12.2102, Qs: Russian-Chinese Cross-Transliteration Issues

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Sat Aug 25 01:04:15 UTC 2001

LINGUIST List:  Vol-12-2102. Fri Aug 24 2001. ISSN: 1068-4875.

Subject: 12.2102, Qs: Russian-Chinese Cross-Transliteration Issues

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Date:  Thu, 23 Aug 2001 09:57:54 -0400
From:  "Michael" <michael at rfa.org>
Subject:  Russian-Chinese Cross-Transliteration Issues

-------------------------------- Message 1 -------------------------------

Date:  Thu, 23 Aug 2001 09:57:54 -0400
From:  "Michael" <michael at rfa.org>
Subject:  Russian-Chinese Cross-Transliteration Issues

Dear Linguists,

     I am currently involved in a project translating Russian-language
sources on Uyghur history and ethnography into English.  For the most
part things are going well, but there is one problem that is making
the work rather challenging.

     While Chinese can be Romanized without difficulty thanks to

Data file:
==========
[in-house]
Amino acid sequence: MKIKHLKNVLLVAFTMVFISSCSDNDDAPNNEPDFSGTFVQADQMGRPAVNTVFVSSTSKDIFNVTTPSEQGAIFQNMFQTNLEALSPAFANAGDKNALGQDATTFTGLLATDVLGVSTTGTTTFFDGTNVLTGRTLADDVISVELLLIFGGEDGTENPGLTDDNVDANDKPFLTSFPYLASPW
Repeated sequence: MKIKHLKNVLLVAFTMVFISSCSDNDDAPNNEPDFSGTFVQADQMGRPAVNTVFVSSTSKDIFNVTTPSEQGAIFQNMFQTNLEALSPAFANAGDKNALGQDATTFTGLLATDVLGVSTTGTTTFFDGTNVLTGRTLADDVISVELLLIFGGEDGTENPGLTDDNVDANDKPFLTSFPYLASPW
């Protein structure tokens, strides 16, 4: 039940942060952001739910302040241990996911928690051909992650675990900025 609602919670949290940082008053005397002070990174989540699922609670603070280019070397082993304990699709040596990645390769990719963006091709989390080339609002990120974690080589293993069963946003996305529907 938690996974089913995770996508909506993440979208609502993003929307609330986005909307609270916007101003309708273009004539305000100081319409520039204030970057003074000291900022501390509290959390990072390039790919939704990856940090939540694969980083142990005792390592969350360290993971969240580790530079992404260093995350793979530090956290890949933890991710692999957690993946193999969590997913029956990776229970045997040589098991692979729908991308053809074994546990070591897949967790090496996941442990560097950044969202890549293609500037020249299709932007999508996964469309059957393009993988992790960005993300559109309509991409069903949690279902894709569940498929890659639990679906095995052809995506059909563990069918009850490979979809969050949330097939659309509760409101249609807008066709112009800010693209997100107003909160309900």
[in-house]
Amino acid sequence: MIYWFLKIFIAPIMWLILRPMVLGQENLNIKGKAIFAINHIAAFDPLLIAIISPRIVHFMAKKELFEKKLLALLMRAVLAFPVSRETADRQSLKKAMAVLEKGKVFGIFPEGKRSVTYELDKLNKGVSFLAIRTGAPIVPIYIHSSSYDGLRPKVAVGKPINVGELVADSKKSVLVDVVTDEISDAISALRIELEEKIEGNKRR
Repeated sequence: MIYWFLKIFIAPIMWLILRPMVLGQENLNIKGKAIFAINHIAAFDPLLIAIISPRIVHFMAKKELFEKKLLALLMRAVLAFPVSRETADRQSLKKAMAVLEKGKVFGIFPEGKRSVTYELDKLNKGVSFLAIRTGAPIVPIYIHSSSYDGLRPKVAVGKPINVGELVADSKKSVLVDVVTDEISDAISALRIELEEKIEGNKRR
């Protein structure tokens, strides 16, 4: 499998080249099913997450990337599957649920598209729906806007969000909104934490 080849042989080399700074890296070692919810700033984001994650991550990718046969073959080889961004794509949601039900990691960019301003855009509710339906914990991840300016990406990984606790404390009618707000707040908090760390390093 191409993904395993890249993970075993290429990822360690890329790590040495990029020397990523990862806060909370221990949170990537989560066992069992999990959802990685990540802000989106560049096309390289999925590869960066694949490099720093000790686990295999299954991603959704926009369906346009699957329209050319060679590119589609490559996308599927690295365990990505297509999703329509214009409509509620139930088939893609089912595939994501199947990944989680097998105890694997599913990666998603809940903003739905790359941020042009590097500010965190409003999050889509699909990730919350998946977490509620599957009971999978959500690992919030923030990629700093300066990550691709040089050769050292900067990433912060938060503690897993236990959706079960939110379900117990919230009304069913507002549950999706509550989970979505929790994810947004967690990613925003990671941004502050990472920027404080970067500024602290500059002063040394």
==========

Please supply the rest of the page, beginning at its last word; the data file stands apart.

systems like Pinyin and Wade-Giles, it is actually quite difficult (at
least in my estimation -- I am a native speaker of English) to
accurately render Chinese pronunciation with the Cyrillic alphabet.
The problems, to a large degree, are phonetic/phonological ...

     Russian, for instance, has no single morpheme for "ng", a sound
which is, for lack of a better word, "rampant" in Mandarin.  The end
result of this is a dropping of the "ng" for an "n".  This can cause
some pretty big ambiguities as, for example, "chen" and "cheng", which
are completely different in a number of respects, are represented by a
single pronunciation.

     I can say that these problems are limited to proper names (not
that it makes that much difference) but making sure we
re-transliterate names properly is critical to the work.

     Since I am not a Uyghur history expert and most of the names are
unfamiliar, I need to talk to some folks who work with both Chinese
and Russian who are more familiar with the transliteration process
than I am.  Right now all I have are a few Chinese-Russian phrasebooks
which really aren't that helpful.  Any recommendations ?

Thanks in advance,

           michael hunter horlick
               michael at rfa.org

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